Shane Battier is one of the better athletic and defensive stoppers in the league.
He's also one heck of a teammate and a guy whose rights will be shopped immensely this summer.
I could easily see a player like him getting a four-year deal somewhere for a lot of money.
Final offer: Four-year, $27 million
At 23 and already "four seasons" into his career, Greg Oden is destined to reach his full potential, something NBA fans have wanted to see for years.
Although he has only played in 82 contests since joining the association, Oden will bring in big bucks if Portland decides not to sign his qualifying offer.
He has tremendous upside and, whether we like to admit it or not, we have seen them.
Final offer: Three-year, $22 million
At 31, you can't accurately predict how much longer Caron Butler can play efficiently in this league.
He is injury-prone, and he shouldn't expect to go near the $10 million figure he made this year.
Somewhere around the $8 million per year or so will do.
Final offer: Three-year, $24 million
Right at the trade deadline, Jeff Green and his rights were shipped to Boston in what looked like the biggest deadline on the clock.
Green, an unrestricted free agent, is making $4.4 million this season, but you know that number has to go up next season.
The C's have money, and they are set to not only sign his qualifying offer but to make him an integral part of their future, and for that, he will get a whopping check.
Final offer: Four-year, $33 million
Jamal Crawford is perhaps the NBA's most valued bench performer, and come this summer, people will realize what an asset he is.
He is currently making $10.8 million this season, but he might take a dip in his salary just to play for a contender—say, the Chicago Bulls?
It's a perfect fit, and Chicago might be willing to pay him $9 million per year to do it.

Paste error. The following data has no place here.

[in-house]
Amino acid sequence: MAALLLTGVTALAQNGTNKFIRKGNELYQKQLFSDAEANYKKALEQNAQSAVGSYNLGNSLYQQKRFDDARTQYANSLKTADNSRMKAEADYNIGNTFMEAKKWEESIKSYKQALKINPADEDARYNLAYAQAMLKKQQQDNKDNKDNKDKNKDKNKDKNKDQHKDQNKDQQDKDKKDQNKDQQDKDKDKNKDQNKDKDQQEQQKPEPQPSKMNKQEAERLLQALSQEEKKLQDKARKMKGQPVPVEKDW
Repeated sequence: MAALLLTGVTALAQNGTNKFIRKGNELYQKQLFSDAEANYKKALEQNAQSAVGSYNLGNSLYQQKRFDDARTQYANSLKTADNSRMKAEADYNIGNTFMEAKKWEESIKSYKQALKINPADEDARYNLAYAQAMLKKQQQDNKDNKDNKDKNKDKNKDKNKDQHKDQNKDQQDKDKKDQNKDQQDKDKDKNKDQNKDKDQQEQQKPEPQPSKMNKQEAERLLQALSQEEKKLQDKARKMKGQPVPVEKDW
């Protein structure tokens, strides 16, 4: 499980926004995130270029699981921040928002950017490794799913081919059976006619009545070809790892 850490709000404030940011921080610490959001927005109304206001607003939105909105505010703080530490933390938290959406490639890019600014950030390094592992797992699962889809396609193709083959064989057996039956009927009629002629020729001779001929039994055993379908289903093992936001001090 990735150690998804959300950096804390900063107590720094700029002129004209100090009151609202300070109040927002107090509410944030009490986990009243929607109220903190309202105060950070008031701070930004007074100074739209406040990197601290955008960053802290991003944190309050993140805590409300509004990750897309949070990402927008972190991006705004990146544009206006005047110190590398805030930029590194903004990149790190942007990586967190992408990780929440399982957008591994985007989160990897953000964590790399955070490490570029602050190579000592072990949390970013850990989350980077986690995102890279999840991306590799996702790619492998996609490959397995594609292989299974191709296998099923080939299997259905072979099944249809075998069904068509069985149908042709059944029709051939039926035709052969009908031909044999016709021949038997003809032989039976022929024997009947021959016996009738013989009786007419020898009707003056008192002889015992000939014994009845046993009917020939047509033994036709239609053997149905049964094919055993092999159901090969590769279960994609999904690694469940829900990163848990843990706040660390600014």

Final offer: Four-year, $36 million
Samuel Dalembert definitely isn't worth the $12 million he is earning this season.
In order to ensure he can lock a two-or-so-year deal, he will need to shave a few million off each year.
Only then will the possible number of suitors skyrocket for the 7-foot Canadian.
Final offer: Two-year, $18.5 million
Let's be honest: Yao Ming is going to draw in a lot of money regardless of where he ends up.
He is one of only a handful of players who can singlehandedly change a franchise financially. Heck, even Houston might re-sign him.
With that, teams won't be shy to give him big bucks, even if he is terribly injury-prone.
Final offer: Three-year, $28 million
Andrei Kirilenko, for reasons unbeknownst to me, is making $17.8 million in his final season on his Utah Jazz contract.
If the 30-year-old thinks he will draw anything close to that number in the coming years, he is off his rocker.
Still, he could—and probably will—attract the attention of a suitor who is willing to pay him eight figures.
Final offer: Three-year, $32 million
Tyson Chandler has been a force all season long for the Mavericks in the paint, averaging 10 points and nine rebounds.
Statistics don't tell Chandler's story correctly though, as he is one of the best post defenders in the league and is well worth the $11 million he is making this season.
So why not keep pace and say the 28-year-old can earn that three seasons in a row?
Final offer: Three-year, $33 million
Marc Gasol loves and embraces his role on the Memphis Grizzlies with true passion and grit.
The re-signing of Zach Randolph by the Grizz is a clear sign of the future in the city, and there is a strong chance Pau's younger brother might be packing his bags this summer.
If Memphis doesn't sign his qualifying sheet, there is one destination that could become a real possibility for the seven-footer—New York.
Think about it: the Knicks need post play and defense, and Gasol provides both of these vital needs.
If the Knickerbockers are looking to contend within the next few years, they will need a quality top-five center like Gasol. He might cost almost $10 million per year, but he's well worth it.
Final offer: Three-year, $35 million
Nene has become a force to reckon with in the paint in the Rockies, and he is worth the $11 million he is currently making.
Despite the fact he technically has a player option for next season, Nene isn't going anywhere beyond that, unless he gets a much better offer. He's been in Denver his entire career (nine seasons), and that probably won't change.
Final offer: Four-year, $49 million
As with most New Orleans Hornets' players, David West is vastly underrated.
He has a player option of over $7 million waiting on the table, but I think West will come to his senses and realize his skills can be used elsewhere, thus earning him more money.
I think around $13 million or so per year would be solid.
Final offer: Three-year, $40 million
Because Tim Duncan can technically opt out of his contract if he so chooses, he makes this list.
However, the chances that someone will pick up Duncan's hefty $21.3 million one-year contract is highly unlikely.
The greatest power forward of all-time will likely stay in the city he built for the remainder of his career.
Final offer: One-year, $21.3 million